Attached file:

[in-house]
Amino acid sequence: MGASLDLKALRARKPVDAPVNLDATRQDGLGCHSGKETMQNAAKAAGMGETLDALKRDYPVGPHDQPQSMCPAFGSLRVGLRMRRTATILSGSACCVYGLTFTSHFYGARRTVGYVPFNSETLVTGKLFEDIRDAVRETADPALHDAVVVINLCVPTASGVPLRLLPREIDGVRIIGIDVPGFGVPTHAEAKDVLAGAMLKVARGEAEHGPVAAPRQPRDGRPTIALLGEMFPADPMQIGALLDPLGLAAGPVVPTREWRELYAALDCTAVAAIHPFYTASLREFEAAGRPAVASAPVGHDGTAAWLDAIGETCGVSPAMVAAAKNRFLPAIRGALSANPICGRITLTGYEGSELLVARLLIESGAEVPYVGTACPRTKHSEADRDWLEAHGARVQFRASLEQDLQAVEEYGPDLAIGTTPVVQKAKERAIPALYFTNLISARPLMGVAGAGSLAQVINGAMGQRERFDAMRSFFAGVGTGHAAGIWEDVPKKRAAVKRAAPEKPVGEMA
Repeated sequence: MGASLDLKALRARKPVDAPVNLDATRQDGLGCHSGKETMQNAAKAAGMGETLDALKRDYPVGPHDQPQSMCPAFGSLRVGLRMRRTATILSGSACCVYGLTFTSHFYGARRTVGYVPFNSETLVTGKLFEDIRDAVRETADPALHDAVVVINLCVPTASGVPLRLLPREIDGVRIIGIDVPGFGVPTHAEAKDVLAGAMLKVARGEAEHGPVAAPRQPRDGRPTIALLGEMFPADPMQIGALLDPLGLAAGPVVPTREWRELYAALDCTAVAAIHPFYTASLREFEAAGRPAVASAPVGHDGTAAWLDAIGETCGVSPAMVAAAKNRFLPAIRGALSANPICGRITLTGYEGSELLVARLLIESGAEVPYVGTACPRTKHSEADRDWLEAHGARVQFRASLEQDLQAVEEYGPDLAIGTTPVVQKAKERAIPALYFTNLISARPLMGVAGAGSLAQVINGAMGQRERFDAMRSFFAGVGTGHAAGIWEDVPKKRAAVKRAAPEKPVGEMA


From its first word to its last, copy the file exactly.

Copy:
[in-house]
Amino acid sequence: MGASLDLKALRARKPVDAPVNLDATRQDGLGCHSGKETMQNAAKAAGMGETLDALKRDYPVGPHDQPQSMCPAFGSLRVGLRMRRTATILSGSACCVYGLTFTSHFYGARRTVGYVPFNSETLVTGKLFEDIRDAVRETADPALHDAVVVINLCVPTASGVPLRLLPREIDGVRIIGIDVPGFGVPTHAEAKDVLAGAMLKVARGEAEHGPVAAPRQPRDGRPTIALLGEMFPADPMQIGALLDPLGLAAGPVVPTREWRELYAALDCTAVAAIHPFYTASLREFEAAGRPAVASAPVGHDGTAAWLDAIGETCGVSPAMVAAAKNRFLPAIRGALSANPICGRITLTGYEGSELLVARLLIESGAEVPYVGTACPRTKHSEADRDWLEAHGARVQFRASLEQDLQAVEEYGPDLAIGTTPVVQKAKERAIPALYFTNLISARPLMGVAGAGSLAQVINGAMGQRERFDAMRSFFAGVGTGHAAGIWEDVPKKRAAVKRAAPEKPVGEMA
Repeated sequence: MGASLDLKALRARKPVDAPVNLDATRQDGLGCHSGKETMQNAAKAAGMGETLDALKRDYPVGPHDQPQSMCPAFGSLRVGLRMRRTATILSGSACCVYGLTFTSHFYGARRTVGYVPFNSETLVTGKLFEDIRDAVRETADPALHDAVVVINLCVPTASGVPLRLLPREIDGVRIIGIDVPGFGVPTHAEAKDVLAGAMLKVARGEAEHGPVAAPRQPRDGRPTIALLGEMFPADPMQIGALLDPLGLAAGPVVPTREWRELYAALDCTAVAAIHPFYTASLREFEAAGRPAVASAPVGHDGTAAWLDAIGETCGVSPAMVAAAKNRFLPAIRGALSANPICGRITLTGYEGSELLVARLLIESGAEVPYVGTACPRTKHSEADRDWLEAHGARVQFRASLEQDLQAVEEYGPDLAIGTTPVVQKAKERAIPALYFTNLISARPLMGVAGAGSLAQVINGAMGQRERFDAMRSFFAGVGTGHAAGIWEDVPKKRAAVKRAAPEKPVGEMA